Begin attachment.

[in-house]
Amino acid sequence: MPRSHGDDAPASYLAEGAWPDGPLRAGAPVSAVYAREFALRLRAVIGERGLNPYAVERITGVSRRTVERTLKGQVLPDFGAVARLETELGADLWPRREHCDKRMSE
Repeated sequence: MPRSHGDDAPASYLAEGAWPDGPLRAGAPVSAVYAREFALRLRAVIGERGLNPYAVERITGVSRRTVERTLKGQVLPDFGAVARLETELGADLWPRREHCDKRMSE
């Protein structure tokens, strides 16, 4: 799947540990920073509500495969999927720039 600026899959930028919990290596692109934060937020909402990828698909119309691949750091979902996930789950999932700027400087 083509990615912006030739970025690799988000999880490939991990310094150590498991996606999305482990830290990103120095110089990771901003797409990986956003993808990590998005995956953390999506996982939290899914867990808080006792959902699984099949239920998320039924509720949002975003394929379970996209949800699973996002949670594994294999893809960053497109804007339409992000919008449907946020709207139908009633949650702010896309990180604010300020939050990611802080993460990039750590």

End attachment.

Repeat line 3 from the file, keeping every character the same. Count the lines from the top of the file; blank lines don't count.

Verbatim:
Repeated sequence: MPRSHGDDAPASYLAEGAWPDGPLRAGAPVSAVYAREFALRLRAVIGERGLNPYAVERITGVSRRTVERTLKGQVLPDFGAVARLETELGADLWPRREHCDKRMSE